Many monitors are only 8 bit per channel so even with a 16 bit image, it is effectively turned to 8 bit for viewing (where banding could be just artifacts vs real). It also turns out the if your ICC profile or graphics card is using a LUT (look up table) and calibration makes that LUT not a perfectly smooth transition curve), you can also see banding artifacts on your monitor yet potentially introduce real banding going to your printer. You can have the same issue with printers since many are just 8 per channel instead of higher. Not sure if you are going for an inkjet with RGB inputs or to prepress and separated CMYK channels. Going from RGB inputs to an inkjet that is using CMYK inks has another level of conversions going on in the firmware of the printer. Gotta go for a final sample from the printer that will be used.

That said, here are a couple more pieces/tidbits to consider.

- I do believe a small amount of colored Gaussian noise (0.1 to 0.2%) will be very helpful. Too much can become noticeable
- For A1 print size I am assuming that close examination at shorter than 10 inches will not be happening. If that is so, just make sure that the final print is at least 150 dpi. They eye will not be able to resolve pixels of that size at greater than about 10 inches so the eye will blend the noise as well
- Also there is a not well documented feature in Photoshop that applies dithering (1 bit noise) when converting from 16 bit mode to 8 bit mode (not the other way around). In Color settings with More Options expanded, there is a mode named Use Dither (8 bit/channel images) that adds 1 bit dither noise every time you convert between color spaces. It turns out that Photoshop adds dither under other circumstances if this option is checked (though that is not documented). One of those situations is when converting from 16 bit to 8 bit. If you have that feature on and convert from 16 to 8 bit (e.g. to save/print in JPEG) then you get a little dither noise automatically. This is like many other "auto" features in Photoshop. It may help yet is not under your control. I typically turn off that option (its on by default) and then add my own noise with a filter.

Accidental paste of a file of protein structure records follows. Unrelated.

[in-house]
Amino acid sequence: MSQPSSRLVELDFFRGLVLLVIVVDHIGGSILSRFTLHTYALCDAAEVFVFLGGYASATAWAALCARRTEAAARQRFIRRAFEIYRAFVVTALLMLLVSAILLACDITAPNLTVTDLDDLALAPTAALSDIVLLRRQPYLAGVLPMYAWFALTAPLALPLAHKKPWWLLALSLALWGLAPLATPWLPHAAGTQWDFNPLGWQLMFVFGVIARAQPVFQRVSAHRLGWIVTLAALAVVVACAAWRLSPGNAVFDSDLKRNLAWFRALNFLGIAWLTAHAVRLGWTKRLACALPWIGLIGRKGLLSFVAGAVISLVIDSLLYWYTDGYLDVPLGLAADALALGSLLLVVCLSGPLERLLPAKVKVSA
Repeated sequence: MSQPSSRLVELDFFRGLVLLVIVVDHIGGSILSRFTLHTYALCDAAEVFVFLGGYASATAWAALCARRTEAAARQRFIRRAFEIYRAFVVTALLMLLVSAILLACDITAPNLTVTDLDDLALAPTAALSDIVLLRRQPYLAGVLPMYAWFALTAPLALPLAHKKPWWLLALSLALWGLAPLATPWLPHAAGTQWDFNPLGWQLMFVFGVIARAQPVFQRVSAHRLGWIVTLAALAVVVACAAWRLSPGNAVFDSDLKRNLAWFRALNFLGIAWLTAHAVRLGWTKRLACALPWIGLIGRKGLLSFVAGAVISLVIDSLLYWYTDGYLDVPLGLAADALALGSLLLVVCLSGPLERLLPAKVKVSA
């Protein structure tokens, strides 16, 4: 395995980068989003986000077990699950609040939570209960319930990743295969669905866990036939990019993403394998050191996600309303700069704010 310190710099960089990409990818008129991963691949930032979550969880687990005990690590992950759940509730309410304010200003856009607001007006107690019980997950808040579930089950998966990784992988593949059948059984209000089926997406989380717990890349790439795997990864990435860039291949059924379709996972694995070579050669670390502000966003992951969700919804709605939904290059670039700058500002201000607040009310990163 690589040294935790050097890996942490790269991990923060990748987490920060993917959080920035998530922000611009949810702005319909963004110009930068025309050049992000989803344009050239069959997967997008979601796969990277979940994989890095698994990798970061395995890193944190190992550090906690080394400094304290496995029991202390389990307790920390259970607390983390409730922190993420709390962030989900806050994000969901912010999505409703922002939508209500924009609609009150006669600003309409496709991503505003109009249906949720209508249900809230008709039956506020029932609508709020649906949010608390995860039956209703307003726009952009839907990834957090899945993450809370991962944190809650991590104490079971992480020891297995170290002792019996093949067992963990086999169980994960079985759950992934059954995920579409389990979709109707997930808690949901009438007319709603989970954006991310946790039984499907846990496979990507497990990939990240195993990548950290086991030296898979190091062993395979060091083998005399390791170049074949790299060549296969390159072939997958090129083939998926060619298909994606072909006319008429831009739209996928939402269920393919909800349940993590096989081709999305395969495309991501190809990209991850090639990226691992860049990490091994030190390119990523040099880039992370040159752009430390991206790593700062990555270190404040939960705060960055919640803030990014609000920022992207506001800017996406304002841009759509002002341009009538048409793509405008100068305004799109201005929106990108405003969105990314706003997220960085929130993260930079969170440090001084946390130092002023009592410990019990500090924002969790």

Personally, I bet you could get away with the background in 8 bit mode, adding some noise, and have enough initial pixels to print at a good dpi, and check your actual print given that actual printing is likely going to be in 8 bit mode anyways. Best practice would be to use the 16 bit mode as suggested by OlBaldy.

Let us know how it goes.

Last edited by John Wheeler; 11-17-2011 at 02:14 PM.
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Old 11-17-2011, 02:04 PM
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Re: Gradation banding remedies?

Top quality replies as always from you particular contributors . On this occasion I am sticking with the noise option. CMYK dot rosettes will hide a lot sins and a smidge of noise will be my insurance policy. For more complex gradations I am going to follow the 16 bit route in future. John Wheeler how do you know so much stuff!
R.
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Old 11-17-2011, 03:23 PM
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Re: Gradation banding remedies?

If the gradient is vector i will convert it to raster try and add noise but usually i have to recreate them in photoshop. I will usually add noise in the range of .5 to 1 pixel depending on the value of the gradient and then check it with a solar curve. I have also discovered that saving this file in any form of a jpeg will introduce its own form of banding so will usually save as a tiff or eps binary.
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Old 11-17-2011, 07:29 PM
mcdronkz mcdronkz is offline
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Re: Gradation banding remedies?

This might be an interesting read.